This post by David Dodd, “Will Technology Soon Turn Sales Reps Into Marketers?” helped validate my idea that sales reps have to be effective marketers. This post was written in April 2015 and it shows how on track he was back then and what it’s like now.
“In his post, David suggested that the recent trend of marketing playing a larger role deeper into the sales funnel may have peaked, and that technology solutions now exist that enable salespeople to take a more active role earlier in the buying process. As one example, David pointed to a solution offered by MDCDOT, which gives marketing automation functions to sales reps. David Raab speculated that these types of technology tools could enable salespeople to nurture leads themselves and eventually push marketing back to its more traditional role. He doesn’t argue that this change should happen, but rather that it could happen, especially given the tension that still exists between marketing and sales in some organizations. Given the market reach of Salesforce, its recent product moves makes this kind of change more likely.”
Although this is geared to organizations with lots of resources, it applies to individual contributors and small/med biz’s like VARs (hardware, software, telecom). Today, you have to learn from the large companies and apply their lessons because ultimately, you may be competing with them in some form or making a lot of money selling their services. Plus, marketing automation tools are affordable today.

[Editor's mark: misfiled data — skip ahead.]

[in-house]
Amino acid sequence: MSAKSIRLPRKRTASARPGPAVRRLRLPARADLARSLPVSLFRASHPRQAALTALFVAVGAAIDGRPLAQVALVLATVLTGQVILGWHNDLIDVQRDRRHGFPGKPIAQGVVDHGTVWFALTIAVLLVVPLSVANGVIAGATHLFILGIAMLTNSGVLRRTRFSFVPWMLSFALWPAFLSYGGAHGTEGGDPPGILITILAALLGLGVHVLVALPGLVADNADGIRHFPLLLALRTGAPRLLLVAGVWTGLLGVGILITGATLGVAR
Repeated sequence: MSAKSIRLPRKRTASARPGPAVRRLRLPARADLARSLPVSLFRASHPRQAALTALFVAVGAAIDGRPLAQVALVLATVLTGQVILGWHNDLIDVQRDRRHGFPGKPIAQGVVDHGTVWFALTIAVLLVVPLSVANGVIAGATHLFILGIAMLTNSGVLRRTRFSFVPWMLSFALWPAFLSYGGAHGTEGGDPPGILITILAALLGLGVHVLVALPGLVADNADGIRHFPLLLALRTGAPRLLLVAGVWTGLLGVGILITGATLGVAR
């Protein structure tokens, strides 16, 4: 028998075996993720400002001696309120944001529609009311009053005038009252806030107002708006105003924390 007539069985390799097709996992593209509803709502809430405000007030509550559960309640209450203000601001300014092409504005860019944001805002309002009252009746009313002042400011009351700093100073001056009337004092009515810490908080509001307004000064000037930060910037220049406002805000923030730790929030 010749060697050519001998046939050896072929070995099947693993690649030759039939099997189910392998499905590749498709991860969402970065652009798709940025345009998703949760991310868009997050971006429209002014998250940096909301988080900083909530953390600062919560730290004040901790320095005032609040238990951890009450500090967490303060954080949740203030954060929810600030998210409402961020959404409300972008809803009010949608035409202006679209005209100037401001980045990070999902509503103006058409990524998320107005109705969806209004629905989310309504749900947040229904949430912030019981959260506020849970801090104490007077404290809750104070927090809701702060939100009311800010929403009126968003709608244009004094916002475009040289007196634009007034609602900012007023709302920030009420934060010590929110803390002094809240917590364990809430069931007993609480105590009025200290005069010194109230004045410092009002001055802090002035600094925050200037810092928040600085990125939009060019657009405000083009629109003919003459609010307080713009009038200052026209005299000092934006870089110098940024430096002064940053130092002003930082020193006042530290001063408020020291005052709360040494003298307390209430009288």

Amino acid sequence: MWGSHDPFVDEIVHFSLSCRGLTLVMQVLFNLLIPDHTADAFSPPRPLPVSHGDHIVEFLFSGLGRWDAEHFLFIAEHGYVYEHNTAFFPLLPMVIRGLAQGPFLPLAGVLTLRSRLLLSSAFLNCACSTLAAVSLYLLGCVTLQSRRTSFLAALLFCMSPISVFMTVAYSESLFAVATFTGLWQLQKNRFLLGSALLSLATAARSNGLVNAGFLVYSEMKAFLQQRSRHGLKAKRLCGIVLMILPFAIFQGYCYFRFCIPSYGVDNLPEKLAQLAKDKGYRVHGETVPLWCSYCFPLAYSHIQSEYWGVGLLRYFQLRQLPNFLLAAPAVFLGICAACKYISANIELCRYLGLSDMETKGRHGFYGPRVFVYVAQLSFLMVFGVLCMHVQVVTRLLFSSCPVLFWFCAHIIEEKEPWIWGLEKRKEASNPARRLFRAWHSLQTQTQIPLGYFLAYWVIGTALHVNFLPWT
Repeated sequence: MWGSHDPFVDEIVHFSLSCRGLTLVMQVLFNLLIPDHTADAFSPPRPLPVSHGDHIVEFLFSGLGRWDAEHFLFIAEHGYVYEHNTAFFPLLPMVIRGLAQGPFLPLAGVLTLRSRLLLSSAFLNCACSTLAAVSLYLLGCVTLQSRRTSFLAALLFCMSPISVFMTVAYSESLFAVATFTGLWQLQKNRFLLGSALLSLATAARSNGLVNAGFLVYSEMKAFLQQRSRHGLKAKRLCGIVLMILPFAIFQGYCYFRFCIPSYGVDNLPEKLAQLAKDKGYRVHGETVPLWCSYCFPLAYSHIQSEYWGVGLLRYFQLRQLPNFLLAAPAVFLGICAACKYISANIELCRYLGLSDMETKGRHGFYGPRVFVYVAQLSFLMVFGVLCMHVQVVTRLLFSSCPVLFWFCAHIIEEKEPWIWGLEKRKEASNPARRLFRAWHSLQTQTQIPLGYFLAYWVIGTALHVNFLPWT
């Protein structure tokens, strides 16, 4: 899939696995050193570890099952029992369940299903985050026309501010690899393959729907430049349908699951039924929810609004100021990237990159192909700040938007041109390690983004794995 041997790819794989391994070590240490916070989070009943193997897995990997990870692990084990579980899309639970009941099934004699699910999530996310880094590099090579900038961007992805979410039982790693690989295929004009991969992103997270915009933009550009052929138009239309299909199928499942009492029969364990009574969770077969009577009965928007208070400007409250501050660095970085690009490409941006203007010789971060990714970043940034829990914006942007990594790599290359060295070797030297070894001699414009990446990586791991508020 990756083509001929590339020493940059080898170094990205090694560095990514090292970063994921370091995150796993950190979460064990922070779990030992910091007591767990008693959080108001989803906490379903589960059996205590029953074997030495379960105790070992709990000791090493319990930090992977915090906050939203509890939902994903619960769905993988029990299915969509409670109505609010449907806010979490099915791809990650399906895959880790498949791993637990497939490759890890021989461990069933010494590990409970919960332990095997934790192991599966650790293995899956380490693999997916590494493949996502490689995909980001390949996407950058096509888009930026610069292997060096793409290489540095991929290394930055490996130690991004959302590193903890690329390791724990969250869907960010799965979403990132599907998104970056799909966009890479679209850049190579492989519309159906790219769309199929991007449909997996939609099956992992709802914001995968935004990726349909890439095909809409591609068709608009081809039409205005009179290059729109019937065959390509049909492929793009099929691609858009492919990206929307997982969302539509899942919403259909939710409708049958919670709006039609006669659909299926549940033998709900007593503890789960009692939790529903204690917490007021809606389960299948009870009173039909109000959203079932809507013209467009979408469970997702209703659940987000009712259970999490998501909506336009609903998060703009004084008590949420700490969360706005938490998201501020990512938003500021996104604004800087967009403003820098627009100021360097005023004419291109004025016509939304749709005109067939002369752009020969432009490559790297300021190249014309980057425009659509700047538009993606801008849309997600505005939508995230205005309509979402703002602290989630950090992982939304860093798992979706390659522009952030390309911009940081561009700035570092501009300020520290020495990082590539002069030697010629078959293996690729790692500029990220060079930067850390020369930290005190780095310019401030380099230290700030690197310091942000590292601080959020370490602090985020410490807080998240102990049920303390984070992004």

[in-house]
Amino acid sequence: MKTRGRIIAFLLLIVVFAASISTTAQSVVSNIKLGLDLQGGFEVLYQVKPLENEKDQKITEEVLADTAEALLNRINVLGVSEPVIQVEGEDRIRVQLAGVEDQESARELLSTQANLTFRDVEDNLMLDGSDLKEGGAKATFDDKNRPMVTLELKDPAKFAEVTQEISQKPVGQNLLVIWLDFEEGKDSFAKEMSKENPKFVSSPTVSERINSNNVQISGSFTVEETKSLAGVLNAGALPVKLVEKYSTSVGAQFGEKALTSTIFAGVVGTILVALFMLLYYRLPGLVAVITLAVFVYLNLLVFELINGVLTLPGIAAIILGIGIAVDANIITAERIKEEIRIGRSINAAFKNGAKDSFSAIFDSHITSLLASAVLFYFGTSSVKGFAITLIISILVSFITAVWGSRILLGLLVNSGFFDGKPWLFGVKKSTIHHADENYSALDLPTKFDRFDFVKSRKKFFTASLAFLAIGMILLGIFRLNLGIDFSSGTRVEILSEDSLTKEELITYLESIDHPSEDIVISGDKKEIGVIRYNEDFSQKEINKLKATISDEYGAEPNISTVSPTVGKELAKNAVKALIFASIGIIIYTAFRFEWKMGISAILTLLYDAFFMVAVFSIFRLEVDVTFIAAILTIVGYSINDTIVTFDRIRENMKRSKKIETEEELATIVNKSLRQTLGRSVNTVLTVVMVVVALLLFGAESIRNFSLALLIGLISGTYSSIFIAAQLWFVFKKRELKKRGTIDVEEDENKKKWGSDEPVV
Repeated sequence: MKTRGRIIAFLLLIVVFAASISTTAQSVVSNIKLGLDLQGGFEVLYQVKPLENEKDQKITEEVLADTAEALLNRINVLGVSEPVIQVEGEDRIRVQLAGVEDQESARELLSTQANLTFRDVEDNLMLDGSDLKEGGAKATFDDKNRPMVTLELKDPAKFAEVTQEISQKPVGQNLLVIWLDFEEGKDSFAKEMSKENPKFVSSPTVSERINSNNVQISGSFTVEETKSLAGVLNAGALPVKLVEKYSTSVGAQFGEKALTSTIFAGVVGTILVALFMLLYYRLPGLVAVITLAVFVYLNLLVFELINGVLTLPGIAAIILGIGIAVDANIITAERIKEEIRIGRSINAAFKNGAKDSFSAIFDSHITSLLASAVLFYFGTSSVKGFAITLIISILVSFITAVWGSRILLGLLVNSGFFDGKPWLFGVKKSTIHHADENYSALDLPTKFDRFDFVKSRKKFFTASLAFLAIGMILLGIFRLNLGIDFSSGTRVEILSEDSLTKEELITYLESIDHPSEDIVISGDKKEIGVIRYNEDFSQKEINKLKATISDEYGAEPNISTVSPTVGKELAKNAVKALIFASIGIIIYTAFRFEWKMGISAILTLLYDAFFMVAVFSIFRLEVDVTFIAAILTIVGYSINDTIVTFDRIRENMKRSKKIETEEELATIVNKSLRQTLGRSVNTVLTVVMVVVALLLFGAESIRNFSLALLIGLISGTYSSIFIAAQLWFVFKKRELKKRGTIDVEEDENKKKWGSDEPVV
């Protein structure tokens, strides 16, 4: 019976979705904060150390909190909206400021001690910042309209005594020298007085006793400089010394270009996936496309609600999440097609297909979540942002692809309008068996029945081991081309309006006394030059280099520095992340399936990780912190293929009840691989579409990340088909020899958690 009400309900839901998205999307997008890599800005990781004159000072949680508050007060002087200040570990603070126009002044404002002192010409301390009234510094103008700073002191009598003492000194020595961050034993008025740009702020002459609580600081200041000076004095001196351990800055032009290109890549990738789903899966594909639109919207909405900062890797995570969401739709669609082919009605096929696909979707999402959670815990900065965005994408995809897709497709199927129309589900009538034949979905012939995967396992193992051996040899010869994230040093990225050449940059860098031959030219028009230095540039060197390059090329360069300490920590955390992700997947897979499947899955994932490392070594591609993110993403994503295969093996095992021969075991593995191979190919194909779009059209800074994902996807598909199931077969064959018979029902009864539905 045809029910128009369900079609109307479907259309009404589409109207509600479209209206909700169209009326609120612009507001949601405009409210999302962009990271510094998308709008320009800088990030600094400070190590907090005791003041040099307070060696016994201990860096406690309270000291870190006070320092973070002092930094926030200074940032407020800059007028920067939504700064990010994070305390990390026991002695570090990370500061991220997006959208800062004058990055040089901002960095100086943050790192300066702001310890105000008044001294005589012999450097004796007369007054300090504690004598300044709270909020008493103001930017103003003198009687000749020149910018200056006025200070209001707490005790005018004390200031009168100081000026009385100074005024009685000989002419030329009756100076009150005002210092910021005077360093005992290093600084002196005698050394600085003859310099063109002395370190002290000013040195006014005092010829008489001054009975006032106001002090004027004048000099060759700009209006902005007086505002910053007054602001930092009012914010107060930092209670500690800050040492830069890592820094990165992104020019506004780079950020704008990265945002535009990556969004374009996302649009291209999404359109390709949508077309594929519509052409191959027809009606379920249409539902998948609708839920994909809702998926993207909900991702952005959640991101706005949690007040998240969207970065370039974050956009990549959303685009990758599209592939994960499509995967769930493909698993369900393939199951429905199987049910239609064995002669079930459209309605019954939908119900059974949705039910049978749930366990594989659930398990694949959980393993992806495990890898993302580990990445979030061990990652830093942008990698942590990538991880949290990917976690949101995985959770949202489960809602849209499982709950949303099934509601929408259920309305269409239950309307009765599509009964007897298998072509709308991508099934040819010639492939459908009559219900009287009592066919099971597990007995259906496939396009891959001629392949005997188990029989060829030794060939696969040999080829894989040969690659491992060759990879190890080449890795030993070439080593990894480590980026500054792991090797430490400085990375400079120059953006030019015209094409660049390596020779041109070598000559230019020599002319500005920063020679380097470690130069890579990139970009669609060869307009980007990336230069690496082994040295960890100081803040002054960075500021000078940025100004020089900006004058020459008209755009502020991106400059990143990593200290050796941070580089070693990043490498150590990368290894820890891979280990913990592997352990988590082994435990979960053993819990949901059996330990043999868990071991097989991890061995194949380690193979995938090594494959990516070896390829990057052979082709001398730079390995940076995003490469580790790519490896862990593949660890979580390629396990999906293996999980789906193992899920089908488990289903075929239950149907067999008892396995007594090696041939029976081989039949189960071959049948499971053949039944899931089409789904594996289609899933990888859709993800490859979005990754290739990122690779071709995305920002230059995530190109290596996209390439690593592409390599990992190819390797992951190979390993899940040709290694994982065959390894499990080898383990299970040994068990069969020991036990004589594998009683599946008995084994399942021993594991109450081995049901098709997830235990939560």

When you think about it, salespeople, agents or VARs are running their own franchises. It’s a win/win.
Some salespeople do the right things, but their company resources and processes may hinder them from seeing their potential. That’s why this is so exciting because the SMB/Mid-Market can absolutely crush it by having their sales reps know how to execute a true omnichannel strategy. Agility against the bigger co’s is a huge advantage.
Candidly, this re-enforces the agent or reseller model because they are the ones that can leverage the marketing from large corporations to build deep relationships by showing value (building a franchise).
Conversely, utilizing the marketing resources from big companies is a huge advantage as well.
But it all comes down to the salesperson executing a strong omnichannel strategy.
Content is still king for these campaigns. Marketing could have prepared some great content about a product or service, but if you can’t demonstrate how it would show them value to their business, then great marketing automation tools are moot. You have to hit them online and offline and make sure it’s executed well over time.
It’s a lot of work but pays big rewards, down to the individual contributor, VARs and agents.
If you can get the at bats, the sky is the limit. But salespeople have to be effective marketers to do that.
Thank you David Dodd for articulating this well.